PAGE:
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'There's nothing to be afraid of': Peter Mathews wanted to liberate politicians today...

The independent TD proposed a referendum to give politicians freedom of conscience during votes.

Peter Mathews in the Dáil today
Peter Mathews in the Dáil today
Image: Oireachtas TV

FORMER FINE GAEL TD Peter Mathews has proposed a radical bill to give TDs and Senators freedom of conscience in votes, but the government said it would be opposing the measure in the Dáil today.

Mathews, who lost the Fine Gael whip in 2013 after voting against the party on abortion, brought his bill before the house during private members’ time today.

He proposed a referendum to amend the Constitution and include a sentence stating that all members of the Oireachtas will be “representatives of the whole people, not bound by orders or instructions, and responsible only to their own consciences”.

The proposal is modelled on a similar sentence in the German constitution. Mathews has spent several months lobbying political colleagues and the media in Leinster House to drum-up interest and support for his bill.

Introducing it in the Dáil today, he said ”The parties are not allowing for the organic breathing of liberty and democracy.”

Responding for the coalition, government chief whip Paul Kehoe said that the bill would be opposed as it was not in line with the already extensive reforms introduced by the current administration.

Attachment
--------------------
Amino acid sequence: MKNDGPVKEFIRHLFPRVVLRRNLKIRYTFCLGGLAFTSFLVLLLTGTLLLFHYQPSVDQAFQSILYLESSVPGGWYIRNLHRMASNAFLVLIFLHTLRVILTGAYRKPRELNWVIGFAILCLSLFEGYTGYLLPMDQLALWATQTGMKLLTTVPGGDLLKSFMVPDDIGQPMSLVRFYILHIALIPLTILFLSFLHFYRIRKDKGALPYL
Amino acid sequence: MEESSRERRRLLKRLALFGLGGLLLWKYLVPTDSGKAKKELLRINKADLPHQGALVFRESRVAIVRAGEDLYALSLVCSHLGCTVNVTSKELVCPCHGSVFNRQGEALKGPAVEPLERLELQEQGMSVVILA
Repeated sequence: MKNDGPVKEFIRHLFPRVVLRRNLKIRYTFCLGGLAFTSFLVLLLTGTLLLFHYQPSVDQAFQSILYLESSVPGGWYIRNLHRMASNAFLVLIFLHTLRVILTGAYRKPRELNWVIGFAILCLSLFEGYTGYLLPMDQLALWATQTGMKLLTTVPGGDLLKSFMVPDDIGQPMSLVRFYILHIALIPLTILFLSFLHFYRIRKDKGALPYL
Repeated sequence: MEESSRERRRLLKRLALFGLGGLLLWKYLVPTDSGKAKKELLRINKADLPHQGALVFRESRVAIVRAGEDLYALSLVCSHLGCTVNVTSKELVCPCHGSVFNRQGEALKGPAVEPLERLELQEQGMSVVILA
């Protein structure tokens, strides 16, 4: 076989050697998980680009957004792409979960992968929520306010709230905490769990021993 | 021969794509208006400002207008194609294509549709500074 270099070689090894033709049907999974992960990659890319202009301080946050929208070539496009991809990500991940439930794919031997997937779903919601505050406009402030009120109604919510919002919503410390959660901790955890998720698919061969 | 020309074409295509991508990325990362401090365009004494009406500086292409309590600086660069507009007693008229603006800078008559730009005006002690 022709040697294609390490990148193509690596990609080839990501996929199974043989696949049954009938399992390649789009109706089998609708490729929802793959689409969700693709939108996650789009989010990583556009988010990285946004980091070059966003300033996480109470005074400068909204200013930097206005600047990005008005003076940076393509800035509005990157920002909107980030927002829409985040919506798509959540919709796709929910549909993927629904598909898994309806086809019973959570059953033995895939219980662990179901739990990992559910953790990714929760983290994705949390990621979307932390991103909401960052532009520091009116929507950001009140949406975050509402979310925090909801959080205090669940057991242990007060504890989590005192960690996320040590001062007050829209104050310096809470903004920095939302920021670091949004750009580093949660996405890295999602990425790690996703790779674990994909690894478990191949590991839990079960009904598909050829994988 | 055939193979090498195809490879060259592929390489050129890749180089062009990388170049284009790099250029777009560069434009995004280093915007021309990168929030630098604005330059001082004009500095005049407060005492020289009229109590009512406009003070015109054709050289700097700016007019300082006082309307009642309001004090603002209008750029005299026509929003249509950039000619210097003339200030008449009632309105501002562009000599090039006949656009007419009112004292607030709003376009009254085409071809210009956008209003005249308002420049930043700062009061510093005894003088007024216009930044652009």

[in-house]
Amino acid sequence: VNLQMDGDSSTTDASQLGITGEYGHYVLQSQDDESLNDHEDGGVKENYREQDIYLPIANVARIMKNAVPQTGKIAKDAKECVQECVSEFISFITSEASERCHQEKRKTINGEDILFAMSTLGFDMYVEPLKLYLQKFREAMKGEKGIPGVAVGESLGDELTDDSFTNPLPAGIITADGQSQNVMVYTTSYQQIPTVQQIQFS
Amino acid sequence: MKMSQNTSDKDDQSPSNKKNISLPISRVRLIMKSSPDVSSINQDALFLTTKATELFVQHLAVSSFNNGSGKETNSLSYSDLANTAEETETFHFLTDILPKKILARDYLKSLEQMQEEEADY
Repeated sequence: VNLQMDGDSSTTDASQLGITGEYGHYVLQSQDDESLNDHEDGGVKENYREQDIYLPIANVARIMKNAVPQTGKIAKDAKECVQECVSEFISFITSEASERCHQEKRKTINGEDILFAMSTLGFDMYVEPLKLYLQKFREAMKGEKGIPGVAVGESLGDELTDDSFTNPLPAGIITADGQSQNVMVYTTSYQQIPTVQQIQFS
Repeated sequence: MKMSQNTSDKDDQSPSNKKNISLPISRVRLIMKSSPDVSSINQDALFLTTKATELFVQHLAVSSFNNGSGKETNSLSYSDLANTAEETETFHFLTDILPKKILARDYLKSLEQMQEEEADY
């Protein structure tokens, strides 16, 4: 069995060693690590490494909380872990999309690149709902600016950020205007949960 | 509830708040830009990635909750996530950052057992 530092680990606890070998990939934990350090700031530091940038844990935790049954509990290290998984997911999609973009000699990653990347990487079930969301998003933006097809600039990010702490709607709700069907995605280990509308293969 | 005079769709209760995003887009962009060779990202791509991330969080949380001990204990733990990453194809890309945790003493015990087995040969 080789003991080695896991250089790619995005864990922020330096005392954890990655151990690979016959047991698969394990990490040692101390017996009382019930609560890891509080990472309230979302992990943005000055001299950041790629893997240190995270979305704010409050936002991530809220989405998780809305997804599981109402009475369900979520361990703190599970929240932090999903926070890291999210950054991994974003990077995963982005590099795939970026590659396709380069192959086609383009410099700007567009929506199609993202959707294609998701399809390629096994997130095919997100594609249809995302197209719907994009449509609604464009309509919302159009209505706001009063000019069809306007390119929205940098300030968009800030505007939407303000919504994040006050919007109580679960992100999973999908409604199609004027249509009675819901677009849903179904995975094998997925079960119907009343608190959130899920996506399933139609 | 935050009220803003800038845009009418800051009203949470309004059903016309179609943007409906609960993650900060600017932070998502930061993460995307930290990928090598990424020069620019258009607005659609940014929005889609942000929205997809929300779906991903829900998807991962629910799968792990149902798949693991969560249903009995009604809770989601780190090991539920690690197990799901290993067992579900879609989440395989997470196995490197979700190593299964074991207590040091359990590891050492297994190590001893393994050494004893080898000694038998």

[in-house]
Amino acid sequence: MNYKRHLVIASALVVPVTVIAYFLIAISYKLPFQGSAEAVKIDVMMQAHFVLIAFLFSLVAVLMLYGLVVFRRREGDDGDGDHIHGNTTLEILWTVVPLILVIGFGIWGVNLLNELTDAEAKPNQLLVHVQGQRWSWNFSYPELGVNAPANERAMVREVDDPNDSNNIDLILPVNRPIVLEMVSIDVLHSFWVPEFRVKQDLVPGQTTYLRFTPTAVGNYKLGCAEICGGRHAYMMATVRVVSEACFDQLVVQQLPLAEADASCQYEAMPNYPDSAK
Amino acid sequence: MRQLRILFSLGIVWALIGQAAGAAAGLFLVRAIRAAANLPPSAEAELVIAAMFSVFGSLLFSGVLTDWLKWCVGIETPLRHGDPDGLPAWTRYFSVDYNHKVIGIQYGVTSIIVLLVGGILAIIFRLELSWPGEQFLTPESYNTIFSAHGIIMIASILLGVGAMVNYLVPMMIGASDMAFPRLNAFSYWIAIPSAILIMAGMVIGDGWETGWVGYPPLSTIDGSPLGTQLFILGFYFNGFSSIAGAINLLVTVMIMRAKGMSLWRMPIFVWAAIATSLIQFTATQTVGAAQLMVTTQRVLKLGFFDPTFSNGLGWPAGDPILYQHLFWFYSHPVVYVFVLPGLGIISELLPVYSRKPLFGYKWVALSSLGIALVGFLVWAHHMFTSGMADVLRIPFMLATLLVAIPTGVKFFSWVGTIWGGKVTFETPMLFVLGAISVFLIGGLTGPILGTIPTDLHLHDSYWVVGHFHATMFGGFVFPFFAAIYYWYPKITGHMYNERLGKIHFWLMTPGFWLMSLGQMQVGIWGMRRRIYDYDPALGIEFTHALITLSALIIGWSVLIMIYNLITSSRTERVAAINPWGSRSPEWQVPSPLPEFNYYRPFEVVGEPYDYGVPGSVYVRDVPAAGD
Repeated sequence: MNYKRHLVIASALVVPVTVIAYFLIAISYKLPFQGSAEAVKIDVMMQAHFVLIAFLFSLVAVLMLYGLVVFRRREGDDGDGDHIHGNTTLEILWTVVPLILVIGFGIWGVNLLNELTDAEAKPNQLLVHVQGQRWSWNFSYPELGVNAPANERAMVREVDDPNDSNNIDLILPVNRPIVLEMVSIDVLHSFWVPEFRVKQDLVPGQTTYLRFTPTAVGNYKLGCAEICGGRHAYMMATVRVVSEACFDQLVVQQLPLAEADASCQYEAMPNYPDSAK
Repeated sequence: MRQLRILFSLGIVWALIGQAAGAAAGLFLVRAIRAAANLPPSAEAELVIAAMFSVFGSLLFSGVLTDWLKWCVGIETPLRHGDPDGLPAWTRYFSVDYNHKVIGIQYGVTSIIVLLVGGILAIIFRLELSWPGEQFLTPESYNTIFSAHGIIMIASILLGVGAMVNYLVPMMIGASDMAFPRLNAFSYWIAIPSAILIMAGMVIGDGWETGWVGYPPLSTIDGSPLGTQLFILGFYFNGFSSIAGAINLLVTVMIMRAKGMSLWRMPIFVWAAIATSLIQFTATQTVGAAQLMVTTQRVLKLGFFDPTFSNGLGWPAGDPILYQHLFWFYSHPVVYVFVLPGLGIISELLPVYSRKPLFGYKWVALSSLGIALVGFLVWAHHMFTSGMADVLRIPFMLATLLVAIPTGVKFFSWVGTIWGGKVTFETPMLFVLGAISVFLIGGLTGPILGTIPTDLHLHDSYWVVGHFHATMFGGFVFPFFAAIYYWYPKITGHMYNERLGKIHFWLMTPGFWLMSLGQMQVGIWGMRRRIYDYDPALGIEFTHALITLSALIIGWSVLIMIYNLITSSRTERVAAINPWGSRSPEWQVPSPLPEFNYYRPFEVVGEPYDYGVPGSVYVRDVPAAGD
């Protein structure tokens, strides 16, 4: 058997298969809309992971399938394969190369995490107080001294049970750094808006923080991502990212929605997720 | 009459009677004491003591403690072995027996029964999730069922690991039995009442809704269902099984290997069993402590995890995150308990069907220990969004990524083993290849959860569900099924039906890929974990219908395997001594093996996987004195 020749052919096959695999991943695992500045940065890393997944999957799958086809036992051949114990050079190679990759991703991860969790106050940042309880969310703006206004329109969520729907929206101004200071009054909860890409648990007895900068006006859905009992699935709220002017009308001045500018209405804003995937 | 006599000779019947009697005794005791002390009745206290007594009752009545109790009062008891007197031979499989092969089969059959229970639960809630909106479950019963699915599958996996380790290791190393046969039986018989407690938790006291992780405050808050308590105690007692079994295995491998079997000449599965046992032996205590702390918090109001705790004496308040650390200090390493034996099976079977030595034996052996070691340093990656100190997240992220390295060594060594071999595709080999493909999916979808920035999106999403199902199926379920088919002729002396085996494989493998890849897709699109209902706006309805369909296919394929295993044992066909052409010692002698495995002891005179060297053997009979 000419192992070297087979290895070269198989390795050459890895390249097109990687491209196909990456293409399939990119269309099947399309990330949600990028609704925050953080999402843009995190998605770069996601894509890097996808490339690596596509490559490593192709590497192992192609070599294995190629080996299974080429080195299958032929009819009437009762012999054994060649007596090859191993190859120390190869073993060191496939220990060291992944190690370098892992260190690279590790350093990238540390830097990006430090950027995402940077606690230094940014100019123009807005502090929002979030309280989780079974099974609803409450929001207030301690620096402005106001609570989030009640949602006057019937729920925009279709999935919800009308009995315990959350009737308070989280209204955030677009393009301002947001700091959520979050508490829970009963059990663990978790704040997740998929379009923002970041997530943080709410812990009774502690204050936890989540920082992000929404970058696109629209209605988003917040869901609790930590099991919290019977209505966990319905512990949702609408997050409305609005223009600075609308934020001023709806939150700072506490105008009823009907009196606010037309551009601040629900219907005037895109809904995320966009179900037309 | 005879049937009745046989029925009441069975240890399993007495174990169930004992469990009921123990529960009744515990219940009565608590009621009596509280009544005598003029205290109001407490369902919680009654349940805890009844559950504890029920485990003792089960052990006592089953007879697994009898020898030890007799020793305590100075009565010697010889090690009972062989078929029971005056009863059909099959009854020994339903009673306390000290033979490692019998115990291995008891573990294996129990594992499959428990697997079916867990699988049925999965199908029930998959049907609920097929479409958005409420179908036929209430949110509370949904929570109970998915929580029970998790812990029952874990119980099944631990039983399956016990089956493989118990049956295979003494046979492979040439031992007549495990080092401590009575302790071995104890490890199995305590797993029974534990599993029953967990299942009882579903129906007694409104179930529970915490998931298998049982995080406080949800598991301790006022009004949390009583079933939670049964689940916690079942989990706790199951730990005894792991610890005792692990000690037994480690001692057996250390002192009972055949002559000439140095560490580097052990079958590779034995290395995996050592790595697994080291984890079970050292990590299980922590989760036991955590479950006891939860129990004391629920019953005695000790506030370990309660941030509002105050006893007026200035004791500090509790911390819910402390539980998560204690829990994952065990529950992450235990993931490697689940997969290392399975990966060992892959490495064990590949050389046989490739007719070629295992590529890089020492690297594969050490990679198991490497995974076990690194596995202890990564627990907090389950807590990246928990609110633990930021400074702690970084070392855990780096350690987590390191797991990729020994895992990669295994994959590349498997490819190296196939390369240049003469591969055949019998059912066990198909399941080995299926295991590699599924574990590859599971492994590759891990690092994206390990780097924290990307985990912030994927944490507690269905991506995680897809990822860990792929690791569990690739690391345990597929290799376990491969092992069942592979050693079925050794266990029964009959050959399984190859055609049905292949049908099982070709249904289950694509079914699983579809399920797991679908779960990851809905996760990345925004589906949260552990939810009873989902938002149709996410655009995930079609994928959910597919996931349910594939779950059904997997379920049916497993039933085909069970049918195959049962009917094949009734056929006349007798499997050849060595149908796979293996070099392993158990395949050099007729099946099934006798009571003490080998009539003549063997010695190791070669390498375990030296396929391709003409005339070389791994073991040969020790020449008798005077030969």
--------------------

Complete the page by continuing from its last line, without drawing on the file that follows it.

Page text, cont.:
Kehoe questioned what defined a matter of conscience and expressed concerns that it would ultimately fall to the courts to decide.

He told TDs: “Surely an individual’s conscience is a matter for that individual.”

The Fine Gael TD said that critics of the party whip system had little or no practical experience of how it works.

Despite government opposition, Mathews had some support on the opposition benches with independent TD Finian McGrath asking “Who is afraid of reform? Who is afraid of change?”.

His fellow independent, Catherine Murphy, said that the current system “turns people into sheep”.

Sinn Féin said it would not be supporting the bill with its whip Aengus Ó Snodaigh saying that the unforeseen consequences of Mathews’ bill, if a referendum were passed, would see US-style pork-barrel politics seep into the Irish political system.

Fianna Fáil’s Robert Troy criticised the government’s political reforms during his contribution.

In his closing remarks, Mathews launched a stinging attack on the government and questioned why the Taoiseach was not in the chamber.

He said he had spoken to Enda Kenny last week and said to him: “Taoiseach, there is nothing to be afraid of in this bill.”

The Dublin South TD said that his bill could save politicians and told deputies that they had between now and the vote on Tuesday to “liberate your politicians”.

“It’s a winner, a winner for the people of Ireland… don’t tear it up, please!” he pleaded.

Peter Mathews: We should hire the national basketball arena for the banking inquiry

Read: TDs decide not to put Peter Mathews on the banking inquiry

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About the author:

Hugh O'Connell

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